Samsung Merges Mobile and Consumer Electronics Divisions

Samsung Electronics Co. is streamlining its corporate structure, merging its mobile and consumer electronics units and paring down to two CEOs to simplify its structure and focus on the logic chip business. Promoted to vice chairman and CEO, TV research and development expert Jong-Hee (“JH”) Han will continue to head Visual Display while also leading the merged SET Division, combining mobile and consumer electronics. Kye-Hyun Kyung has also been named CEO, running Device Solutions, a B-to-B components division led by chips. The former head of Samsung Electro-Mechanics brings experience in flash memory and processor design.

The change is expected to boost Samsung’s competitiveness and position it for increased emphasis on chip output at a time when the company is seeking to offset slowing mobile growth.

“Samsung, whose Galaxy flagship brand helped it become the world’s biggest smartphone maker by volume, is seeking to revive slowing mobile growth, whose profit contribution shrank to 21 percent last quarter from nearly 70 percent at its peak in early 2010,” Reuters writes.

Now it is components, notably chips, that have become the company’s most profitable sector, aided by a surge in data storage and a global semiconductor shortage. In Q3, Device Solutions generated almost 75 percent of Samsung’s $13.4 billion in operating profit.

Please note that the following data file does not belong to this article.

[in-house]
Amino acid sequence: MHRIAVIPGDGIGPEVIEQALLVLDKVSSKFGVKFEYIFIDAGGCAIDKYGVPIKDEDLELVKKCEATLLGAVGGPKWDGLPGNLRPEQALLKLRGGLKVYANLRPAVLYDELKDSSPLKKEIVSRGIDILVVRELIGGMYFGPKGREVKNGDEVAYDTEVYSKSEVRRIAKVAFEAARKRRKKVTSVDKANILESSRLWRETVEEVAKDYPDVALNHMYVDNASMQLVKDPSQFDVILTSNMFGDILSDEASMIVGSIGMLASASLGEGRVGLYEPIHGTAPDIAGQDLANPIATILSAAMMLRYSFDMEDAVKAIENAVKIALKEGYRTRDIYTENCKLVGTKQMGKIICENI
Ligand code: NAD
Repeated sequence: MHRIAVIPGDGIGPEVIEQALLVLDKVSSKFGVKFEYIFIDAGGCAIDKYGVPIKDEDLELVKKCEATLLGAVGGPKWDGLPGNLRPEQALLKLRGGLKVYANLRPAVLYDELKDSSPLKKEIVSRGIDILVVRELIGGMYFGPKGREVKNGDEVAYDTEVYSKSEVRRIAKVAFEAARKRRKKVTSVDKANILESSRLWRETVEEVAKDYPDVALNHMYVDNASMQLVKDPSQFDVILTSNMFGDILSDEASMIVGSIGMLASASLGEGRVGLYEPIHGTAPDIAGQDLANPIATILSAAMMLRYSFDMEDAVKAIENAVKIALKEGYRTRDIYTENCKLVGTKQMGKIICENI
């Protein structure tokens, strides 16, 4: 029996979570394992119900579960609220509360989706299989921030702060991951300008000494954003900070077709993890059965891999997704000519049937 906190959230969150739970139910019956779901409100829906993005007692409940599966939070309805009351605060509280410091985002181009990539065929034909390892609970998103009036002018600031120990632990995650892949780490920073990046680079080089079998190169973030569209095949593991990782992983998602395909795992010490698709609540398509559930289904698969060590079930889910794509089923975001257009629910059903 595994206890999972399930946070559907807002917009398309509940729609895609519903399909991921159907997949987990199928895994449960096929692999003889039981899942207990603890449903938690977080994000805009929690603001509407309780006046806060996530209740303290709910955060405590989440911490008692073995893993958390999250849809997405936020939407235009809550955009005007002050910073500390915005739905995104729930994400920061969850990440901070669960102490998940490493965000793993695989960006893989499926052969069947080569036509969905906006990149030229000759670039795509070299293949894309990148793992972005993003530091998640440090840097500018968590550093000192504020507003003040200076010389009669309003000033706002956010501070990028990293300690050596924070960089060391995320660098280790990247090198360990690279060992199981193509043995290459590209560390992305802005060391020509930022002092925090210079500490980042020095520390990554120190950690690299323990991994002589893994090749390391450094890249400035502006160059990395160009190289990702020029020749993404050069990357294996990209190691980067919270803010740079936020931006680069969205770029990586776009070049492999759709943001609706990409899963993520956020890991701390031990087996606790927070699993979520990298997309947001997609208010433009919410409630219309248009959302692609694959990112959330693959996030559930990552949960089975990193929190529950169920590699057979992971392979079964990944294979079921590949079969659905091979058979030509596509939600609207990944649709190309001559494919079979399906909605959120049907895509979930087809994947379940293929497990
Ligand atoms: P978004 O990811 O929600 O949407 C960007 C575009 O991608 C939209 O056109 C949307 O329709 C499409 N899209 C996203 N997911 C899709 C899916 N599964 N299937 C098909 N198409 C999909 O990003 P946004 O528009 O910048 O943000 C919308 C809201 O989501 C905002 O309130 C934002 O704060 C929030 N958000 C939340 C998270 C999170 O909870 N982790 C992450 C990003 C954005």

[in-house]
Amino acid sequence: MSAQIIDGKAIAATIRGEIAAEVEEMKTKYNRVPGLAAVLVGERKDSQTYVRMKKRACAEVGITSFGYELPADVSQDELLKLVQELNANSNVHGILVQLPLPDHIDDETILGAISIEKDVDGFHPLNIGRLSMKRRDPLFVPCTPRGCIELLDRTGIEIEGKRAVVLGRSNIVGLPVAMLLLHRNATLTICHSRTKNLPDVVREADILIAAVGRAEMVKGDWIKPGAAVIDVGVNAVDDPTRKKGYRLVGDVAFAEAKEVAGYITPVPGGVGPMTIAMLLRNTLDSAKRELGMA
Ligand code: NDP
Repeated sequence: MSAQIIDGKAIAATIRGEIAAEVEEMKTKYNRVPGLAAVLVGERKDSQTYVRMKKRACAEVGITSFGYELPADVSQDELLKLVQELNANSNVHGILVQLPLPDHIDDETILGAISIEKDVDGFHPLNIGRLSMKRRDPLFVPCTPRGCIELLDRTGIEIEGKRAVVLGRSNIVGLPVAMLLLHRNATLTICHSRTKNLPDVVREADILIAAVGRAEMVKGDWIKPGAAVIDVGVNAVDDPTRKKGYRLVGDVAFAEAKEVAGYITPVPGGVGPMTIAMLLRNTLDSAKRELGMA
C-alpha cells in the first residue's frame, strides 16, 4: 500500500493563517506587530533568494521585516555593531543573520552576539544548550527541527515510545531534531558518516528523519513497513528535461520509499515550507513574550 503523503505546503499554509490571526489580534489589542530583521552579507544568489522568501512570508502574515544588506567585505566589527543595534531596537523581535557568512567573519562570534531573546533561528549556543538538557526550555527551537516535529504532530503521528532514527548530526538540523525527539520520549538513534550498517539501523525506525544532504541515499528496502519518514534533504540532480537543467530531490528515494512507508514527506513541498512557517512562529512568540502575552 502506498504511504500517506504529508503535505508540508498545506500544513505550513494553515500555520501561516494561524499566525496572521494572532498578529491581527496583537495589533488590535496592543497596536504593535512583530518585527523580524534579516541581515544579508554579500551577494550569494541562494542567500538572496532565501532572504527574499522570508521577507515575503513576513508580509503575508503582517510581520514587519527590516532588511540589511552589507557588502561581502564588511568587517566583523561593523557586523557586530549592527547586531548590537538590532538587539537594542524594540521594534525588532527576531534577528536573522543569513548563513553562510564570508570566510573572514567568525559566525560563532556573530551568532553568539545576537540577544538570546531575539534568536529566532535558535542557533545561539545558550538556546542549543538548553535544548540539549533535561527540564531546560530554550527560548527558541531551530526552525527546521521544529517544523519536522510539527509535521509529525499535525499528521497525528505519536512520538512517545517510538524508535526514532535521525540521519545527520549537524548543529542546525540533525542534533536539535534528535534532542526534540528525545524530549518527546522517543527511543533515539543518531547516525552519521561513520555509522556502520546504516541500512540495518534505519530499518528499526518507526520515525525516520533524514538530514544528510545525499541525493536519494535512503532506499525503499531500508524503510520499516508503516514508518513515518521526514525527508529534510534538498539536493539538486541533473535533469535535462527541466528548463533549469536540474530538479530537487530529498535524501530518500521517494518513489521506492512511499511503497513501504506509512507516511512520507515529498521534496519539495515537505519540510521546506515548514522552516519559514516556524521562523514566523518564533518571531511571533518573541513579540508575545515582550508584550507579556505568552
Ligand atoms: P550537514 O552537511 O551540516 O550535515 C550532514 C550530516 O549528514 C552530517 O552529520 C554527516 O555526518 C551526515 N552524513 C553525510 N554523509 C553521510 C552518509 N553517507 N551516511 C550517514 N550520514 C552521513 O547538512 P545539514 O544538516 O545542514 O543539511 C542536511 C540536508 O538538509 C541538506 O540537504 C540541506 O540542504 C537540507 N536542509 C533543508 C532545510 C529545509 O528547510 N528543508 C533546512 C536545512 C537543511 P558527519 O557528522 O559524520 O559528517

Han, who is expected to optimize synergies and spur R&D at the consumer electronics unit, lacks experience in mobile. But Reuters cites an analyst saying the moves could help Samsung offer “seamlessly connected services between its smartphones and home appliances.” The goal, Yuanta Securities Korea analyst Jae-Yoon Lee said on Reuters, is for Samsung to form a platform of its own.

The reorganization follows Samsung vice chairman Lee Jae-Yong’s August parole after serving six months in prison for bribery related to the corruption scandal that toppled South Korean president Park Geun-Hye. Lee Jae-Yong is known professionally in the West as Jay Y. Lee.

The New York Times suggests Lee was paroled early due to public anxiety “that with Mr. Lee locked away, Samsung was postponing key strategic decisions, including the location of a $17 billion chip plant in the United States.” In November, Samsung announced the new plant will be in Taylor, Texas, the decision “coinciding with Lee’s first business trip to the United States in five years,” according to Reuters.

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